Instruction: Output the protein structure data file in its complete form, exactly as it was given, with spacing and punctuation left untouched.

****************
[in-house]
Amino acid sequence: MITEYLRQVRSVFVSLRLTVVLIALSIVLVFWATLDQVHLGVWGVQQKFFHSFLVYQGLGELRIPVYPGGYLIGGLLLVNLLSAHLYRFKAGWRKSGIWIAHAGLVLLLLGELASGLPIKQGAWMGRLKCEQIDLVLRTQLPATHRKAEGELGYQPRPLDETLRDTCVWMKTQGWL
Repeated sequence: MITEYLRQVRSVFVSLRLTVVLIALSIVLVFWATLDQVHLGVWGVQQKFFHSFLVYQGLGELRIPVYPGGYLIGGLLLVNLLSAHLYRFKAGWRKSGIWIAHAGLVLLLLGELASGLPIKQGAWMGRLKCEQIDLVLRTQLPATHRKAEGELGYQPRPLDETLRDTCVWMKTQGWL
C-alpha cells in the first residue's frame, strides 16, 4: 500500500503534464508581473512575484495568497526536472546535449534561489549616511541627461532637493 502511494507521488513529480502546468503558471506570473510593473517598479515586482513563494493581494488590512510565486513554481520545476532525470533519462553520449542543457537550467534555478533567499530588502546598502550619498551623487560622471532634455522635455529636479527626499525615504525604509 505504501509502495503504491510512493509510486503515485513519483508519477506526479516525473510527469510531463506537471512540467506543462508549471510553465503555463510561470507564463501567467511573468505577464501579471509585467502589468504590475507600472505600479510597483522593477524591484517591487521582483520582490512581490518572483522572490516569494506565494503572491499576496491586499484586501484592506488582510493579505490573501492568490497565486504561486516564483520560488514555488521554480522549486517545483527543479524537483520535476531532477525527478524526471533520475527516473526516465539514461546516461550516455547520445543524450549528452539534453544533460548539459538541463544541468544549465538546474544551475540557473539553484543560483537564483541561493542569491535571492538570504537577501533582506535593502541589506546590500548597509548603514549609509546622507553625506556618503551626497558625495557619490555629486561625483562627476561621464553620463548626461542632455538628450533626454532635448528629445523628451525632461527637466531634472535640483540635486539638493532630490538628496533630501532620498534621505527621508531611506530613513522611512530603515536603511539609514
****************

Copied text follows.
[in-house]
Amino acid sequence: MITEYLRQVRSVFVSLRLTVVLIALSIVLVFWATLDQVHLGVWGVQQKFFHSFLVYQGLGELRIPVYPGGYLIGGLLLVNLLSAHLYRFKAGWRKSGIWIAHAGLVLLLLGELASGLPIKQGAWMGRLKCEQIDLVLRTQLPATHRKAEGELGYQPRPLDETLRDTCVWMKTQGWL
Repeated sequence: MITEYLRQVRSVFVSLRLTVVLIALSIVLVFWATLDQVHLGVWGVQQKFFHSFLVYQGLGELRIPVYPGGYLIGGLLLVNLLSAHLYRFKAGWRKSGIWIAHAGLVLLLLGELASGLPIKQGAWMGRLKCEQIDLVLRTQLPATHRKAEGELGYQPRPLDETLRDTCVWMKTQGWL
C-alpha cells in the first residue's frame, strides 16, 4: 500500500503534464508581473512575484495568497526536472546535449534561489549616511541627461532637493 502511494507521488513529480502546468503558471506570473510593473517598479515586482513563494493581494488590512510565486513554481520545476532525470533519462553520449542543457537550467534555478533567499530588502546598502550619498551623487560622471532634455522635455529636479527626499525615504525604509 505504501509502495503504491510512493509510486503515485513519483508519477506526479516525473510527469510531463506537471512540467506543462508549471510553465503555463510561470507564463501567467511573468505577464501579471509585467502589468504590475507600472505600479510597483522593477524591484517591487521582483520582490512581490518572483522572490516569494506565494503572491499576496491586499484586501484592506488582510493579505490573501492568490497565486504561486516564483520560488514555488521554480522549486517545483527543479524537483520535476531532477525527478524526471533520475527516473526516465539514461546516461550516455547520445543524450549528452539534453544533460548539459538541463544541468544549465538546474544551475540557473539553484543560483537564483541561493542569491535571492538570504537577501533582506535593502541589506546590500548597509548603514549609509546622507553625506556618503551626497558625495557619490555629486561625483562627476561621464553620463548626461542632455538628450533626454532635448528629445523628451525632461527637466531634472535640483540635486539638493532630490538628496533630501532620498534621505527621508531611506530613513522611512530603515536603511539609514